Wednesday, April 21st, 2010

    Earlier this month, another legal challenge was filed which challenges the government’s provision of a “parsonage allowance” for ministers. As ministers (and churches) make plans for the future–both in church budgets and minister’s housing arrangements, this challenge should be watched.
    Opening briefs were filed with the Ninth Circuit Court of Appeals in San Francisco in a lawsuit against a centuries-old practice of giving ministers a “parsonage allowance” or tax exemption for their housing.
    More details on the initiation of the lawsuit and some of the early questions appears at the website of Pacific Justice:

    Ministers and Taxes

    Tuesday, April 20th, 2010

    As promised, here is the link to new article about ministers and taxes.

    Now is the time to take appropriate steps to make next year’s tax season less “taxing”. Here is help for both churches and ministers who want a basic understanding of the steps in constructing the minister’s pay package for maximum benefit to both the church and the minister.

    Half-Million Dollar Truck

    Saturday, April 17th, 2010

    With tax day past, it’s time to think about how to make next year’s tax day less taxing, and how to make a little more progress toward retirement. I am working on an article about ministers and taxes, and will either post the article as a blog or note when the article is available. Today I want to talk about the importance of saving. Nothing makes a greater difference in one’s financial situation in one’s later years than the ability and commitment to live on less than one makes. One person observed, “If your outgo exceeds your income, your upkeep will be your downfall.”

    A few years ago, a youth minister friend, 24 years old, had just started a new youth ministry position. It was his first ministry job after college graduation. Suddenly, he had more money than he was accustomed to having. He decided that he just had to have new truck. The one he wanted cost only $15000. (I told you this was a few years ago!) He asked me what I thought, and I advised against the purchase, suggesting that his current vehicle was sufficient for a while longer, or that a used vehicle could be a nice upgrade. My friend bought the new truck anyway. When I next saw him, I asked, “How do you like you half-million dollar truck?” “What do you mean?” he responded. I explained to him that the real decision he had made was to have the truck instead of having $500,000 at age 64.

    A simple mathematical rule (the Rule of 72) says that when that the interest rate times the number of years equals 72, the result is that the amount doubles. For example, an 8% investment doubles in 9 years, a 6% investment doubles in 12 years. The interest rates were pretty good when my youth minister friend and I were conversing, and my calculations went about like this:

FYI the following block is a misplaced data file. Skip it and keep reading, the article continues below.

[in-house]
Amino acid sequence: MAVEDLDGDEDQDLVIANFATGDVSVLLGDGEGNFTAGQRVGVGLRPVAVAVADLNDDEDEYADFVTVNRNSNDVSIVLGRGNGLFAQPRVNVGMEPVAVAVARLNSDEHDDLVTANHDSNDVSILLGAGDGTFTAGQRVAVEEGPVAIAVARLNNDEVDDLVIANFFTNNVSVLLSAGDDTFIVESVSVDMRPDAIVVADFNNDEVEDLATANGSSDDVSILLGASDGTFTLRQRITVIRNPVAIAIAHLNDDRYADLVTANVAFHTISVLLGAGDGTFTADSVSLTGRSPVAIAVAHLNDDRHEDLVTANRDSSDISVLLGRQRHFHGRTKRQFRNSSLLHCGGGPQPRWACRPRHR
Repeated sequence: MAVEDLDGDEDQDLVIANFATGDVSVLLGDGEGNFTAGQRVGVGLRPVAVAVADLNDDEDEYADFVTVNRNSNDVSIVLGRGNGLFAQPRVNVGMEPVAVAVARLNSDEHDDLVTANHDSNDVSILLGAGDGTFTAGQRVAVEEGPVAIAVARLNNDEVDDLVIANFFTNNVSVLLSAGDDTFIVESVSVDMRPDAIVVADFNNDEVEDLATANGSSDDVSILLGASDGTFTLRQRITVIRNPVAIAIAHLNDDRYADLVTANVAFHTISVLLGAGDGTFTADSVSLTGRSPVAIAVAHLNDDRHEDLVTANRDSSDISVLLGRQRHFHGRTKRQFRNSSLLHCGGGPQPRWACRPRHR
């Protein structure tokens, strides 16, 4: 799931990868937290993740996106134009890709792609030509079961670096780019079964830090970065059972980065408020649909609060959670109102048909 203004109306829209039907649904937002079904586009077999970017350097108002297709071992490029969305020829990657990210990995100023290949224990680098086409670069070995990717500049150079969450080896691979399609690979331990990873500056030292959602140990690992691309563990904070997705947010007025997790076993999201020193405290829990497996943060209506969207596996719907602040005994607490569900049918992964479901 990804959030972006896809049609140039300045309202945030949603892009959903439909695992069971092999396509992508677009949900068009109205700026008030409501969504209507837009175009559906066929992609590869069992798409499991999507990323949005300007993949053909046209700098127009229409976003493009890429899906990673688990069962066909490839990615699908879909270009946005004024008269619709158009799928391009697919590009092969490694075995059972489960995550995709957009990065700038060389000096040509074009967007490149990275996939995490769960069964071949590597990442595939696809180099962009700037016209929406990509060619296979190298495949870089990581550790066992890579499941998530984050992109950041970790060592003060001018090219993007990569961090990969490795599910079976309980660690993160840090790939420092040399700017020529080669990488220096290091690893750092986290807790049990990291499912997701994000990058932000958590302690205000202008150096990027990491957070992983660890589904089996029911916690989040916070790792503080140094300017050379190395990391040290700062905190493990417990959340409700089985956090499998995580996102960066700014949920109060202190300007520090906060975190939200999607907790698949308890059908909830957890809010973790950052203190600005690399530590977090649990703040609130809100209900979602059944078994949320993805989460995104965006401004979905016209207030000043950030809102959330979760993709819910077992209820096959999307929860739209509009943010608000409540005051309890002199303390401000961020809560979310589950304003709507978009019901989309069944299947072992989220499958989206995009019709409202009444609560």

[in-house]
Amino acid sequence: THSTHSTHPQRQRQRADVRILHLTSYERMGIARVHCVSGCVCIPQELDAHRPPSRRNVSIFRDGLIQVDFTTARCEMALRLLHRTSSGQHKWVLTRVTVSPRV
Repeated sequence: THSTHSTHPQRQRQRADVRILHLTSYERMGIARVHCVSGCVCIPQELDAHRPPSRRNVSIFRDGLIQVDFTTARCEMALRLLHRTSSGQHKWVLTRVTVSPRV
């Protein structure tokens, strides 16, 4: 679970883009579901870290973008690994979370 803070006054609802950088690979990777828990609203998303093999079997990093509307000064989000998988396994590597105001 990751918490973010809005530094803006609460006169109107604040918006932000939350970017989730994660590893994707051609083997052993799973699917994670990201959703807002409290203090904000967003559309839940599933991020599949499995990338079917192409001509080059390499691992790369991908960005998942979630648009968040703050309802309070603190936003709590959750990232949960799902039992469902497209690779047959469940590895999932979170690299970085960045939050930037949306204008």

8 yrs–from $15000-30000; 16 years–from $30000-60000; 24 years –from $60000-120000; 32 years–from $120000-240000; 40 years–from $240000-480000.

    Such is the power of compounding. When we are young, we have more time than we do money. A young family that forgoes just one new car in the early years, and instead saves the money that would have gone to the new vehicle and payments, takes a major step forward toward retirement funding.

    The first eldership I worked with set aside $5/week and told me it was for retirement. They said I could not have it as salary, but that it had to be invested in a retirement plan. They said they would forward it to another eldership, but they would not give it directly to me. The retirement plan was established, and they put in $5/week during the first year I worked with them, and $10/year the second year. (Incidentally, those amounts were about 3-7% of my salary in those years.) After that, another church put in $10/week for two years. The next church I worked with put in $15/week for four years. When my wife and I purchased our own home, the pay package was restructured and the contributions to my little retirement plan stopped. We have never put in more money, and we have kept the funds separate. You can calculate the amount invested (about $5000), and you can make a close guess at the current balance in that little account after almost 35 years, using the Rule of 72 outlined above.

    My wife and I are now at a place in our lives when we can clearly see the power of compounding from the results perspective. We are retiring this year, and we are grateful for the few dollars that we were able to save early on. We are grateful to that eldership that pointed us down the right path. My mother taught us to save at least 10%. We have done that, but could have done more. Through the years, Jan has worked outside the home from time to time. We have generally saved all of her earnings. Our regret now is that we did not save even more, and allow the value of time to multiply our savings.

    The most important thing is not how much you make, but how much you keep.